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Onychodystrophy (fungal nail) – Information for GPs


  • Onychodystrophy refers to any abnormality of nail growth, thickness or appearance.
  • There are several possible underlying causes. Some causes listed below:
    • Fungal Infections (Onychomycosis): Can affect any part of the nail.85-90% caused by dermatophyte fungi, 5-10% by Candida species and 2-5% cases by non–dermatophyte moulds.
    • Psoriatic Nails: Most patients have chronic plaque Psoriasis, pitting is common.
    • Chronic Eczema: Irregular, ridged (corrugated surface), and thickened nails.
    • Lichen Planus: Can involve skin, mucous membranes, and/or nails. Nails may look grooved, fissured or ridged.
    • Alopecia Areata: Pitting and ridging of nails in up to 50% of cases.
    • Yellow Nail Syndrome: Green-yellow discoloration of the nail. Can be associated with bronchiectasis and chronic sinusitis.
    • Onychogryphosis: Thickened, hard, curved nails, commonly in the elderly.
    • Bacterial Infection (Pseudomonal aeruginosa, Paronychia), Herpes simplex, viral warts
    • Trauma from footwear.

Exclude Red Flag Symptoms


  • General skin and nail examination to look for causes e.g. psoriasis, fungal skin infection.
  • For suspected fungal nail infection:
    • Arrange nail clippings and /or scrapings for microscopy and culture (must wipe off all topical treatment with alcohol wipes prior to sampling).
    • Be aware of false negative results (30%). Repeat sample if high clinical suspicion.


  • If culture for fungus is negative advise nail care to keep nails short and thin.
  • Only offer anti-fungal treatment if fungal infection confirmed by mycology.
  • Fungal nail infection
    • If asymptomatic can opt for no treatment.
    • Treat if symptomatic / co-morbid conditions /associated with fungal skin infections.
    • Topical most effective for dermatophytes and candida species.
    • Over the counter topical treatment with amorolfine 5% nail lacquer, once or twice weekly to the affected nails only.
    • Duration of treatment: Up to 6 months for fingernails and 9-12 months for toenails. This is not routinely commissioned - available from pharmacy / online.
    • Oral treatment recommended if confirmed fungal infection and topical and self-care measures fail or not appropriate. For dermatophytes,
      • First line: Terbinafine 250mg once a day for 6 weeks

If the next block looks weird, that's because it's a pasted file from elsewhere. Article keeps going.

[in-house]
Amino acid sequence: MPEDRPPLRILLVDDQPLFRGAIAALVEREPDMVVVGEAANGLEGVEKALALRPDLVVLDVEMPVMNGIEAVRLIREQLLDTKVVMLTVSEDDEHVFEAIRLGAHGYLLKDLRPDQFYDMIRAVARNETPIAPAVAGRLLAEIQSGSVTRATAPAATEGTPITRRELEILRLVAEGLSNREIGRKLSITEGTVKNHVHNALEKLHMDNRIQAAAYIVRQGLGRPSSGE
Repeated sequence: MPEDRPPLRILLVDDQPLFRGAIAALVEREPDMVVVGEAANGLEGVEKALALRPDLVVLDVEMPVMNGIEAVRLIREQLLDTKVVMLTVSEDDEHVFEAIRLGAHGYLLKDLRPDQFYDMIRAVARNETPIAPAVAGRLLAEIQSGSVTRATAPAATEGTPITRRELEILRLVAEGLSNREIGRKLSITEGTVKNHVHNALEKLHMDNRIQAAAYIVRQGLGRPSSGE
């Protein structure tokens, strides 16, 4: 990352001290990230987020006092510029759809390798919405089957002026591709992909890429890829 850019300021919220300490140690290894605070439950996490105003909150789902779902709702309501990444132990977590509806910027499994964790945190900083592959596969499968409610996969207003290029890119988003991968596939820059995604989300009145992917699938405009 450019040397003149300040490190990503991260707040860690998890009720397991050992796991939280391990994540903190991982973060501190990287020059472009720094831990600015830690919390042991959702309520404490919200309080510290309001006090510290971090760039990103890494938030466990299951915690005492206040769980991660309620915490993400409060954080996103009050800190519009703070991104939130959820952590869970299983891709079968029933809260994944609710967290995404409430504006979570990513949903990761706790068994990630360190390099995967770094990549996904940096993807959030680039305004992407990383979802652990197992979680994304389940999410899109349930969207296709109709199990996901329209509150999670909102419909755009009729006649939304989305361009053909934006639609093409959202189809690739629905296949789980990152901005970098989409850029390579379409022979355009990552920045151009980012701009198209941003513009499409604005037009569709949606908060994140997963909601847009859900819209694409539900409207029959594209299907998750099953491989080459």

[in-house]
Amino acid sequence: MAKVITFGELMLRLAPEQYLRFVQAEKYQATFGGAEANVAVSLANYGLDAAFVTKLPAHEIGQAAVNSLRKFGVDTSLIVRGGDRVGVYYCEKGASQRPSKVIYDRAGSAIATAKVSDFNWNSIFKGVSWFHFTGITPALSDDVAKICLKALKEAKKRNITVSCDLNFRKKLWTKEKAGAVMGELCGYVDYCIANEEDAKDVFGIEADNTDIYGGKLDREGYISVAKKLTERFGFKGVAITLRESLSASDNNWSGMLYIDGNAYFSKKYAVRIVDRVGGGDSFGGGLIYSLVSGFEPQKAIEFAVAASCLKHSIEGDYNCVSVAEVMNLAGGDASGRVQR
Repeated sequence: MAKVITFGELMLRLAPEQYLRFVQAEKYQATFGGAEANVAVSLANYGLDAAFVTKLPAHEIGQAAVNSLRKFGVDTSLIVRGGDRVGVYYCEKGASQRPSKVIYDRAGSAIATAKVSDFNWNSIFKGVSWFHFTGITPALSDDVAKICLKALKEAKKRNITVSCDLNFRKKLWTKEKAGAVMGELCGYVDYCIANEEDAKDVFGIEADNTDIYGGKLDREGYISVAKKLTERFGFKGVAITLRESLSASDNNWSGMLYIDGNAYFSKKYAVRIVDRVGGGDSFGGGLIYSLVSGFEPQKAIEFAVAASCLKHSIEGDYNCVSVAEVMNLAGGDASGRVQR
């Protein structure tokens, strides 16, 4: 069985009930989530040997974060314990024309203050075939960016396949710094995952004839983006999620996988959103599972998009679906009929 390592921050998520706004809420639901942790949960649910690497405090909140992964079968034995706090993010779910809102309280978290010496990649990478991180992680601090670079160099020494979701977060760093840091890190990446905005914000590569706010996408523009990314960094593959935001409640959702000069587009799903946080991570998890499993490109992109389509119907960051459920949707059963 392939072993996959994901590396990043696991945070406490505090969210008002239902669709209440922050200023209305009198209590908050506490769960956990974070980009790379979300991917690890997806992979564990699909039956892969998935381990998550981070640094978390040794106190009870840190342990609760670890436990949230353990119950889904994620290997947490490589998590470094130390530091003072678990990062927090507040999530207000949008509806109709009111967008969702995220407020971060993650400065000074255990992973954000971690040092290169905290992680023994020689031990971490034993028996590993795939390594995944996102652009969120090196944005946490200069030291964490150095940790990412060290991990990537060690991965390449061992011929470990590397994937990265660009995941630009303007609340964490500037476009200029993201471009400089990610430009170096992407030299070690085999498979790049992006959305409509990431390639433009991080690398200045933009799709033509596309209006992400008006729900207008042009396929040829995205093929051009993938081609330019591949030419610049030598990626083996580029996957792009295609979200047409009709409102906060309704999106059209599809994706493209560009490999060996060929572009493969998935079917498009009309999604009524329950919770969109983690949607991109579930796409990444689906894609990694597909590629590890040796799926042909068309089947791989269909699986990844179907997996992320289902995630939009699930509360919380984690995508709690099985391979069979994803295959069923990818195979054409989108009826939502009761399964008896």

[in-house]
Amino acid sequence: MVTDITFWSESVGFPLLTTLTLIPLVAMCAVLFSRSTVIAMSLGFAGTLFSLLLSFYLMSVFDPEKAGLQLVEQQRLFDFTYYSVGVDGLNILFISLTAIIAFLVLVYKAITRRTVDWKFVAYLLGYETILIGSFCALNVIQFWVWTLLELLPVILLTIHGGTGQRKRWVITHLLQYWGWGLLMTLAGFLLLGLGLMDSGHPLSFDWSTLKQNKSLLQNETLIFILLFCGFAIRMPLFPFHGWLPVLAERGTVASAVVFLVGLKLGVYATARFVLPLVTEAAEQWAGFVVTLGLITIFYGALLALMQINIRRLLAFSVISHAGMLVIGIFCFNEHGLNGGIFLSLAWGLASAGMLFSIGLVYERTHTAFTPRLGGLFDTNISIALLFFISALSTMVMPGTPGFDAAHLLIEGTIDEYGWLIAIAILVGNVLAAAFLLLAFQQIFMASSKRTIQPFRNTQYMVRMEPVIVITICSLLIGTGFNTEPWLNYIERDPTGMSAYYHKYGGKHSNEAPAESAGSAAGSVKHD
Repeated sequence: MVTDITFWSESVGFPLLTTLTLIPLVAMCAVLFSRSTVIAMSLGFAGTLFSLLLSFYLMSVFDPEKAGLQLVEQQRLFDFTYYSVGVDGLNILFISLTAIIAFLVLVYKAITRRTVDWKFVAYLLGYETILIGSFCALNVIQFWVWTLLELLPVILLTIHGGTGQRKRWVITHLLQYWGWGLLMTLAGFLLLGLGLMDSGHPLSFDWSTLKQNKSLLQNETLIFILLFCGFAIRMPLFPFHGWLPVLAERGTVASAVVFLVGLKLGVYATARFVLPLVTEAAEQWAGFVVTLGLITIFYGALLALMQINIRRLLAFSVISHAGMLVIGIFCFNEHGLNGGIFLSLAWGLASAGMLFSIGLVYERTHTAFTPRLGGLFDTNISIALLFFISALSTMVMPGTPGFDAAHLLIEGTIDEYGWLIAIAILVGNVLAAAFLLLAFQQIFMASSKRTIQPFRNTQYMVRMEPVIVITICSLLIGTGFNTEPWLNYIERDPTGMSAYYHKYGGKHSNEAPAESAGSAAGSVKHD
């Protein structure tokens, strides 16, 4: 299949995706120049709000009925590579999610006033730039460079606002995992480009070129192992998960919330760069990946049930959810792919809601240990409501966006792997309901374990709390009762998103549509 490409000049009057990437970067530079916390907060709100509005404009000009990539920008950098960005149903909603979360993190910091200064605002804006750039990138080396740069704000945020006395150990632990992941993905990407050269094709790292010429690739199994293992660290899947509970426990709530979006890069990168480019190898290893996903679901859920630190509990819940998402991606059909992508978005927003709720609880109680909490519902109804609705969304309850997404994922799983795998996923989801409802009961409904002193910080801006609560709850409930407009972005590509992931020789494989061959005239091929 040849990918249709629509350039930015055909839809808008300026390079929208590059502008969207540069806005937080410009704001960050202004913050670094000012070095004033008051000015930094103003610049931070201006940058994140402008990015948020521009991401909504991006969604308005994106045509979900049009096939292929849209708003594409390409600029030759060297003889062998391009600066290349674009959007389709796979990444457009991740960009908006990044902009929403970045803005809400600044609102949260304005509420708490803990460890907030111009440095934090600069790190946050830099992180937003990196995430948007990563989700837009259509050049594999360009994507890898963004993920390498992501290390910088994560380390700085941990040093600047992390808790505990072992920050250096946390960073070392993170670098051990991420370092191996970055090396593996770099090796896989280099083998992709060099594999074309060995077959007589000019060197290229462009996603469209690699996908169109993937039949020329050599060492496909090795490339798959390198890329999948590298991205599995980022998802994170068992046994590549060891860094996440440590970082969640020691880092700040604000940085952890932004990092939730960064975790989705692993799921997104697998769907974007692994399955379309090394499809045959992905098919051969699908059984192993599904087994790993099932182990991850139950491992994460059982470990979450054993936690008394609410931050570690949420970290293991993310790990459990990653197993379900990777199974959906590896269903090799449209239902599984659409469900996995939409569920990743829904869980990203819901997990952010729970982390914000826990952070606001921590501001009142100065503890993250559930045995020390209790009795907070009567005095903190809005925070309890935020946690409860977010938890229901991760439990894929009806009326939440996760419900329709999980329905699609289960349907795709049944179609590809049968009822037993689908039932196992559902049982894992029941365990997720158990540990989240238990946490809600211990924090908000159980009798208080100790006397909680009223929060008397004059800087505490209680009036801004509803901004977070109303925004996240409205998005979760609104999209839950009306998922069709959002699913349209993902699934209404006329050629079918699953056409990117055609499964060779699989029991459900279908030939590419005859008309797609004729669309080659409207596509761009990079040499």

• Alternate therapy: Pulsed treatment with itraconazole 200mg bd for 1 week repeated every 21 days .Two pulsed courses for fingernails, three for toenails. Monitor LFTs as per BNF.
      • Candida and non-dermatophyte infection: Oral Itraconazole as first line and terbinafine as alternate therapy at the above doses but is off label use.
  • Do not use topical and oral treatments at the same time.
  • Rarely may need nail removal if refractory or recurrent infections.
  • Podiatry referral if thickened nails, trauma due footwear, difficulty obtaining sample or need for nail avulsion in severe disease.
  • Refer to Dermatology if:
    • There is diagnostic uncertainty.
    • Treatment failure in Primary care.
    • Immunocompromised or co-existing conditions like Lichen planus, psoriasis.
    • Fungal nail infections in children: Rare and topical treatments not licensed for children under 12 years of age.

Information to include in referral letter

  • How long nail problem has been present
  • Which nails are affected
  • Results from nail clippings and filings sent for mycology
  • Any treatments that have been tried and for how long
  • Personal or family history of any skin disease
  • A close up photograph
  • Relevant past medical/surgical history
  • Current regular medication
  • BMI/smoking status

Investigations prior to referral

Nail clippings sent for mycology. Need to check adequate sample sent and may be worth repeating if first sample comes back negative

Patient information leaflets


Very useful webpage with good pictures of lots of nail problems.

General information about fungal nail infection and management

NICE CKS Fungal Nail Infection (March 2018)

Public Health England (2017) Fungal skin and nail infections: Diagnosis and laboratory investigation. (PHE 2017)

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